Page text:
What are the most common sleep myths in the world of information? Misinformation! Yes, it is correct. There are misconceptions about everything, from waking up to sleeping down. In the last 20 years, sleep science has progressed significantly. However, social media or word of mouth perpetuates several widely held fallacies about it.
Sleep is an essential part of human existence. It allows us to function effectively and contributes to our overall development. A good night’s sleep is critical in terms of quantity and quality. Misconceptions about sleep can considerably obstruct your ability to enjoy the best, most rejuvenating, and restorative sleep possible. However, the National Sleep Foundation attempted to debunk prevalent sleep myths in 2009. Let’s try to look at 5 of them.
1. The more you sleep, the better it is | Common Sleep Myths
Hypersomnia, or sleeping more than what is necessary, is just as dangerous as insomnia. There is a common misapprehension that the more sleep you get, the better your mind and body will perform, even if it is 9-10 hours. That, however, is inaccurate.
According to some experts, Oversleeping might throw your sleeping pattern off because it reduces the desire to sleep the next day. Obesity, diabetes, and cardiovascular disease are some of the severe consequences of hypersomnia. According to one study, oversleepers gain 11 pounds more than typical sleepers.
The most common symptoms of hypersomnia are the desire to take more naps than usual, increased headaches, and a general feeling of tiredness and lethargy throughout the day. So, sleeping for an exact amount of time is better than sleeping for a longer or shorter period.
2. You can function properly with 5 hours of sleep:
Nowadays, many people boast about sleeping less and being more productive instead of wasting time. Surprisingly, they’re making the biggest mistake of their lives. Sleeping less is never the answer; it will significantly reduce your productivity because you will be tired and exhausted all day.
When you don’t get enough sleep, you’re more prone to problems like memory loss, low sex desire, heart disease, and severe back pain. So, to obtain a decent night’s sleep, you’ll need a highly comfy mattress, which you may buy at Slumber Search.
To avoid these issues, get a good night’s sleep, preferably between 7 and 8 hours. You can also alter your room by dimming the lights and ensuring it is adequately ventilated. The other suggestion would be to reduce screen time while sleeping and indulge in regular physical activities like running, yoga, swimming, etc.
3. Snoring is not a serious issue
Everyone snores occasionally, but when it becomes a habit, it’s a sleeping disorder, and it’s not normal. Excessive weight gain, smoking, mindless alcohol usage, and a simple allergy can be reasons behind snoring.
Do you know that snoring is one of the signs of sleep apnea?
Sleep apnea is a sleeping disorder related to breathing issues that prevent people from taking oxygen and breathing. Choking, the frequent need to urinate, headaches, and feeling sleepy all day are some of the usual symptoms of sleep apnea.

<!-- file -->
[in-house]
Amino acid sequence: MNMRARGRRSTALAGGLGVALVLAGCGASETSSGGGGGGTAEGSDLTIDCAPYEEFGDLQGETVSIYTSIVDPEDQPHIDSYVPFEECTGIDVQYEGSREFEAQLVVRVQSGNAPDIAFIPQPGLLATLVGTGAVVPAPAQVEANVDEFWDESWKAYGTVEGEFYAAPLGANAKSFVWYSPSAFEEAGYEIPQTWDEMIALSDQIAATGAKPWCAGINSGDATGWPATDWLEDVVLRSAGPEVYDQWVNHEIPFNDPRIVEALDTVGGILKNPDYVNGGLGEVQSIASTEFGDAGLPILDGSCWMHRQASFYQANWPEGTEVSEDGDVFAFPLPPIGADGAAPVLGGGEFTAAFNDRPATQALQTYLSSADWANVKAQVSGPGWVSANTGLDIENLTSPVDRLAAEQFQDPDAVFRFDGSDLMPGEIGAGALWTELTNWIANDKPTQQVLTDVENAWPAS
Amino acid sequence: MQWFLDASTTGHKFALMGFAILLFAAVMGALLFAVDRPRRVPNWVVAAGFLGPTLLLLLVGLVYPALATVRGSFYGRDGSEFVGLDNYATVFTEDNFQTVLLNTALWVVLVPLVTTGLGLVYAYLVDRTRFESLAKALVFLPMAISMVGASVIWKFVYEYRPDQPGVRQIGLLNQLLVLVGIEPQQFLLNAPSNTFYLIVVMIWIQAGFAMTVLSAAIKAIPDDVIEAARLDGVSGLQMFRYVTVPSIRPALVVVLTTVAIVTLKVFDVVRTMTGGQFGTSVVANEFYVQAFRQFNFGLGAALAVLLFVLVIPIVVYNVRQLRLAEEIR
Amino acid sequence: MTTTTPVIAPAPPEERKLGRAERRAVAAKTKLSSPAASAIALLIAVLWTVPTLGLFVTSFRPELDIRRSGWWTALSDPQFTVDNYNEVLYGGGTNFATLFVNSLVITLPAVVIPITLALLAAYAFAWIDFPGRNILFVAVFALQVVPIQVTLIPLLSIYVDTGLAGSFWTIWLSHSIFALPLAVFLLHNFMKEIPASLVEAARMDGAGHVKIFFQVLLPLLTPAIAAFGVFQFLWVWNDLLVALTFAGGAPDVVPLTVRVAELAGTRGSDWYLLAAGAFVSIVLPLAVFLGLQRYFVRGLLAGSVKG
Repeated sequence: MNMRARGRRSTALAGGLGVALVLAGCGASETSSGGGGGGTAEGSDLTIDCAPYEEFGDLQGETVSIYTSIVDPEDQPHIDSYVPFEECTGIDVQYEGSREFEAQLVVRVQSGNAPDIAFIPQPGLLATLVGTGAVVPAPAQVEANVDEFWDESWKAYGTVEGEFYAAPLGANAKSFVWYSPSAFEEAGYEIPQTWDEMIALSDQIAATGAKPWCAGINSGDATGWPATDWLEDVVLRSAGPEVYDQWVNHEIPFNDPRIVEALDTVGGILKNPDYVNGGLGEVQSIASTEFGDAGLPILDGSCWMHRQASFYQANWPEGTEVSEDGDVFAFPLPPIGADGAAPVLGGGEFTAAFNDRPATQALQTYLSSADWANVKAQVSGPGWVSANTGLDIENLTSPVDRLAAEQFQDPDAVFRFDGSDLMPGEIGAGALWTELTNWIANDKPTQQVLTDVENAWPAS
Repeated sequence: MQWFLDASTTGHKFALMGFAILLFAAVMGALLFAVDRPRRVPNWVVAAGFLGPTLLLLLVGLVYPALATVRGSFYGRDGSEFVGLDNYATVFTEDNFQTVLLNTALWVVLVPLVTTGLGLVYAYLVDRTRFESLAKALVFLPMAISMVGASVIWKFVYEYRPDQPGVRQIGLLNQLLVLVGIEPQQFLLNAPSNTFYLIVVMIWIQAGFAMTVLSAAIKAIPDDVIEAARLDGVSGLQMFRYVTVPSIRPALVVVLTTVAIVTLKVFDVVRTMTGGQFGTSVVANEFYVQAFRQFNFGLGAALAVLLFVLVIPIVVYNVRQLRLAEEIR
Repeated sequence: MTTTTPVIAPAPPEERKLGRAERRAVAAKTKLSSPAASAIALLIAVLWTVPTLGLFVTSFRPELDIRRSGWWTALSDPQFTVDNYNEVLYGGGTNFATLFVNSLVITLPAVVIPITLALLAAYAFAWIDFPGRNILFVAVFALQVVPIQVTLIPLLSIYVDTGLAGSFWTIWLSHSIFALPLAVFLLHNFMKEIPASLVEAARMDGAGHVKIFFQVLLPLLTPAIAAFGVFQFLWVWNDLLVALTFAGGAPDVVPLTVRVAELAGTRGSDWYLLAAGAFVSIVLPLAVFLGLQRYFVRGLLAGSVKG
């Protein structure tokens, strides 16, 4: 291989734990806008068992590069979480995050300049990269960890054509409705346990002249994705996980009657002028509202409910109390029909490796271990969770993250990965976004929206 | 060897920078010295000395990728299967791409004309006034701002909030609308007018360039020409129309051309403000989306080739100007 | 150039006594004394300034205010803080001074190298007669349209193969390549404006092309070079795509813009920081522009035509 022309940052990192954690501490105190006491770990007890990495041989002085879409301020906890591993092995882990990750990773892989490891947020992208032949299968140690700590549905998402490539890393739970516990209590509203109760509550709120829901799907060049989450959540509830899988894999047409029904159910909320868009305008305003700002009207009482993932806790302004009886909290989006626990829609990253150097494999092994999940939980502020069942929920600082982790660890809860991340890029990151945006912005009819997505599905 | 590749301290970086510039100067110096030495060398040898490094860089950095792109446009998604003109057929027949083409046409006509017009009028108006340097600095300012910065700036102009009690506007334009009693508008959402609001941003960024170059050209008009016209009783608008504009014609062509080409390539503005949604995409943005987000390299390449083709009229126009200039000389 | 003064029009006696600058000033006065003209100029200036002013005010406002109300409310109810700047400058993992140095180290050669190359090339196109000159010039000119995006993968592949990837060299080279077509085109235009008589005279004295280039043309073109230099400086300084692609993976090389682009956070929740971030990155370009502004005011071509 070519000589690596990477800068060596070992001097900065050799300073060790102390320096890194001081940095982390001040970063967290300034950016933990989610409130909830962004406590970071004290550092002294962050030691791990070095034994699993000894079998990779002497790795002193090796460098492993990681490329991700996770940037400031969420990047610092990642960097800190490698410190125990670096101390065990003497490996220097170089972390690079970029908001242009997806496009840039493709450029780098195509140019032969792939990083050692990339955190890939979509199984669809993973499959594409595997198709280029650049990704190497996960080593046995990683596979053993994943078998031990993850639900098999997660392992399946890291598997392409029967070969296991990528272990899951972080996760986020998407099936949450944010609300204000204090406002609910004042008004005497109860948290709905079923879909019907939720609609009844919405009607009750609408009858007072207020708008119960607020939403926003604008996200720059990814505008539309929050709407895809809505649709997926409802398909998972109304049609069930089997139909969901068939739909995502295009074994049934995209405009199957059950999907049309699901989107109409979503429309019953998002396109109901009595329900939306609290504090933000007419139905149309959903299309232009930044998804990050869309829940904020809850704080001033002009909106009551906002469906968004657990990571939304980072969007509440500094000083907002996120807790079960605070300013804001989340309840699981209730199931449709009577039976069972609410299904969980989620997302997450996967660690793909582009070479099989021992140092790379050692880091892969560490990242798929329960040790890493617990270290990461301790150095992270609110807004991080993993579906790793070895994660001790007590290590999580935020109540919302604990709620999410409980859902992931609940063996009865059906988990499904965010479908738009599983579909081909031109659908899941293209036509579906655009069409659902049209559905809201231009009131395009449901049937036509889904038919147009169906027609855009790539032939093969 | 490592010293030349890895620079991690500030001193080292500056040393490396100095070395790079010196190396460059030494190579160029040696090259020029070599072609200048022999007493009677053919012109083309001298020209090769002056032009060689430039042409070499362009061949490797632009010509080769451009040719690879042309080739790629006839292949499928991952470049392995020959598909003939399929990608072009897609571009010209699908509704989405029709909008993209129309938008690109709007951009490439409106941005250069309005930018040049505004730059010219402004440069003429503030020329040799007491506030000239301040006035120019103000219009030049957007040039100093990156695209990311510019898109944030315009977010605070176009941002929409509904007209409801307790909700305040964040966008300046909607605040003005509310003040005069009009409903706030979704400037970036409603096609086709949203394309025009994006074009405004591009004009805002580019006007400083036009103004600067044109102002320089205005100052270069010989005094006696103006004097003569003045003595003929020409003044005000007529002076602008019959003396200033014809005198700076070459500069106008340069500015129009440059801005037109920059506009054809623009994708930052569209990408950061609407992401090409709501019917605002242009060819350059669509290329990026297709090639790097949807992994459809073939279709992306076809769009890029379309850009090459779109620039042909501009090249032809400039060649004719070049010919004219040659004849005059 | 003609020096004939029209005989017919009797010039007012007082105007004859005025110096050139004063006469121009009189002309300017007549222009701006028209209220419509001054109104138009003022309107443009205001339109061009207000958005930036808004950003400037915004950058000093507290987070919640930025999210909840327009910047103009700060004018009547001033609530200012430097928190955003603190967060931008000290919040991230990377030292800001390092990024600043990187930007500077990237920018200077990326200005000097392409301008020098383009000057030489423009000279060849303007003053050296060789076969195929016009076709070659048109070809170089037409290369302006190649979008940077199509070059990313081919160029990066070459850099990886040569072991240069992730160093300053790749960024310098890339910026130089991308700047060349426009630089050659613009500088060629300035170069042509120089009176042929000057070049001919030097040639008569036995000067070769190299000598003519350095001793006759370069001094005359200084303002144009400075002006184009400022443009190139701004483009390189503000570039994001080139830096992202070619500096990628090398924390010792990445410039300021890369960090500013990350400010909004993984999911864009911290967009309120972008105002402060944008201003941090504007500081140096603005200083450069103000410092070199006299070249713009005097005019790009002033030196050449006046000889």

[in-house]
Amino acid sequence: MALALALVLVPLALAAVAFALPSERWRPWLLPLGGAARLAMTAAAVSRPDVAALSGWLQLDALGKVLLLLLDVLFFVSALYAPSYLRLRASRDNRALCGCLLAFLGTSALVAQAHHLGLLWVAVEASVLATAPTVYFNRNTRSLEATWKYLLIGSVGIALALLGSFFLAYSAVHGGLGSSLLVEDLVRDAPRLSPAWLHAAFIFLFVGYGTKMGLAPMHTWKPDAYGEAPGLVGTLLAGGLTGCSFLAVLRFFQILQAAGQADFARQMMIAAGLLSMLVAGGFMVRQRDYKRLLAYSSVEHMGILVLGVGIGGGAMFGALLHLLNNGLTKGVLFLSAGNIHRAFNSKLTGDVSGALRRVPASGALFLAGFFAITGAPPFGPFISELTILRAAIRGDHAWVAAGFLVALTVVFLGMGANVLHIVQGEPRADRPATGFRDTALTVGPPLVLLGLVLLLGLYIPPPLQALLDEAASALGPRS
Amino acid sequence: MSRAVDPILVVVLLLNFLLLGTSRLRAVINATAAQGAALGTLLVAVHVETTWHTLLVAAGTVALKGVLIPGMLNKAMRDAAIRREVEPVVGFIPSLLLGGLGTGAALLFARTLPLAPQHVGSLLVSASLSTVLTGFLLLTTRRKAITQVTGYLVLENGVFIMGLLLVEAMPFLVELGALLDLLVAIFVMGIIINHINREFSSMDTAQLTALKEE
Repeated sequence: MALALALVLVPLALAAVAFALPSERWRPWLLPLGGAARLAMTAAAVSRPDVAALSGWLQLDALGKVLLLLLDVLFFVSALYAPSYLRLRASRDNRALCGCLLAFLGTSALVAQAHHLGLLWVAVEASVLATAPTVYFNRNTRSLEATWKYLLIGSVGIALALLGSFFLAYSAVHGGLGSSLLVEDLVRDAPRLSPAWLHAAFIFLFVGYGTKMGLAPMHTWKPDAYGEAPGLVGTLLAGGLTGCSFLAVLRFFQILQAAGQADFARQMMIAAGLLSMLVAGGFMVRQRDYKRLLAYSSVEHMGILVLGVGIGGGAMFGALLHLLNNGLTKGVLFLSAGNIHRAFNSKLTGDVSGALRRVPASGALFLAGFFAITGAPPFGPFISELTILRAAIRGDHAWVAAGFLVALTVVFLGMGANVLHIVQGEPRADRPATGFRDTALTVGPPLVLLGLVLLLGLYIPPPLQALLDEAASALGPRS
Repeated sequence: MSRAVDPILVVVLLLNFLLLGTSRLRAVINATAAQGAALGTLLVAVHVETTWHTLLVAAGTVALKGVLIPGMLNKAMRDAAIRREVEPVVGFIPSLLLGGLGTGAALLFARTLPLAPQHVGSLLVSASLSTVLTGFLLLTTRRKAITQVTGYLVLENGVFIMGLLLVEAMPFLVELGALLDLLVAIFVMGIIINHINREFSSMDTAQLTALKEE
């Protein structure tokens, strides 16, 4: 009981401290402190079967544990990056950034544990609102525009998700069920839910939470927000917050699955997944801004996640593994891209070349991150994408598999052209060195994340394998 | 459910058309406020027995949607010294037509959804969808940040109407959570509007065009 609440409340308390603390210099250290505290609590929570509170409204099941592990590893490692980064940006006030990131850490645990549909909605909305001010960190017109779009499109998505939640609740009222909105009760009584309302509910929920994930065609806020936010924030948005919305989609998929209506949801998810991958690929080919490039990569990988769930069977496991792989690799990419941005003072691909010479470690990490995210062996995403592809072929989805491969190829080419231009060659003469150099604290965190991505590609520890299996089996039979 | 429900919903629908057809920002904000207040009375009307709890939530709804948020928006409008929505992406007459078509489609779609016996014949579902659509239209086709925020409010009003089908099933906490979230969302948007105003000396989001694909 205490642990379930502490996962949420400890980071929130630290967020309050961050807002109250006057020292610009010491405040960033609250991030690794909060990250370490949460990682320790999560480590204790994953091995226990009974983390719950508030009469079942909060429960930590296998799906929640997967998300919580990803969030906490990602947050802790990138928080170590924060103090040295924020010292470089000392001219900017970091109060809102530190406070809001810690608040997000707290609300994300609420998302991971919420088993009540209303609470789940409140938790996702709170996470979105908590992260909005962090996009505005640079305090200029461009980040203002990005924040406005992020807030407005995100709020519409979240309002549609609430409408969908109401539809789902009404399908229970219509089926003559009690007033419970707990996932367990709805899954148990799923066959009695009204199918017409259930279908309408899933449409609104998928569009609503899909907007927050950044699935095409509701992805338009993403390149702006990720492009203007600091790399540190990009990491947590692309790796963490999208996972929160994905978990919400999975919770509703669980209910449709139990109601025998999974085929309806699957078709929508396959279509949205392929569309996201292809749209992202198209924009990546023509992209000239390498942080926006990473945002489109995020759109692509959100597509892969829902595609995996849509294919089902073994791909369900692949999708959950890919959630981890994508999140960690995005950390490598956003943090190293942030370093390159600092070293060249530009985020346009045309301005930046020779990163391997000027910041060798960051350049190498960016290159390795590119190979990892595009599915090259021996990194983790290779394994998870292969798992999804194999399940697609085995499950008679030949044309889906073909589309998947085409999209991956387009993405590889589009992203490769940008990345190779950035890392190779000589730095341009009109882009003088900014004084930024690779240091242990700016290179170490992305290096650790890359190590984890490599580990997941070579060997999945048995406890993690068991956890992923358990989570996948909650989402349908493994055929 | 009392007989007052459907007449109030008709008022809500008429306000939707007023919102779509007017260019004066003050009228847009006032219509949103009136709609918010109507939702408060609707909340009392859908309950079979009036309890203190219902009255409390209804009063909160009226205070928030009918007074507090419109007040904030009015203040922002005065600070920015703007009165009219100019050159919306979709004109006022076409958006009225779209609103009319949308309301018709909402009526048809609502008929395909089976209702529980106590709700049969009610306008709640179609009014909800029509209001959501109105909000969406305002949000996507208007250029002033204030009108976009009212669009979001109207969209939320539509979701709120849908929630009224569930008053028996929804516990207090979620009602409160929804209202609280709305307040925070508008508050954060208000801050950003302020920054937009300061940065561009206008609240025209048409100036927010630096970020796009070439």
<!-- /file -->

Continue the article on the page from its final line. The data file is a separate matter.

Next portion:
So, it is clear that snoring is not regular and that you should schedule an appointment with a doctor. Snoring is frequently connected to breathing and cardiac problems. Keep track of your symptoms and, if necessary, get professional medical treatment.
4. Drinking alcohol before going to bed helps in sleep
Have you ever heard that drinking can help you relax and sleep better? I’m sure you’ve heard it before, but it’s not true because it will disrupt your sleep pattern. Cannabis and alcohol are the most commonly used sleep aids because of their hypnotic effect.
Many specialists, however, disagree that it aids in sound sleep. Excessive alcohol use is linked to various sleeping difficulties, including insomnia and sleep apnea. Alcohol impairs our bodies’ ability to get good sleep and function properly the next day.
So, removing alcohol from your sleep cycle will help you get a good night’s sleep with no interruptions, and cutting alcohol is also a part of good sleep hygiene. However, if getting back on track is challenging, you can always see your doctor, who may prescribe medications or practices to help you get back on track.
5. Exercising at night disturbs sleep:
Many so-called sleep gurus may have told you not to exercise at night as it can disturb your sleep. But many experts in sleep science have debunked this myth by implying that exercise at night may help you get better sleep.
But yeah, you should be mindful of the intensity of the workout. It should not be so intense that it makes it hard to relax your body and get to sleep. Regarding how activities affect your sleep, not all exercises are created equal. As a result, if you want to exercise in the evening, you must choose your activity carefully. Take into account the precise time of your workout as well. If you want to go for exercise at night, try to keep it more accessible and more moderate. The degree of intensity can be one of the deciding factors for your sleep.
It’s also crucial to finish your workout at least 1 hour before bed. Try to finish at least 90 minutes before going to bed if possible.
We now understand much more about sleep than we did a few years ago. Despite all this new knowledge and what we are continually learning, there are still misunderstandings. Misconceptions have the potential to cause serious injury in the worst-case scenario.
However, misunderstandings can permanently be corrected and learned from so that you don’t repeat the same mistakes. I hope I’ve dispelled these sleep myths so you can obtain a good night’s sleep. You need to feel your best every day.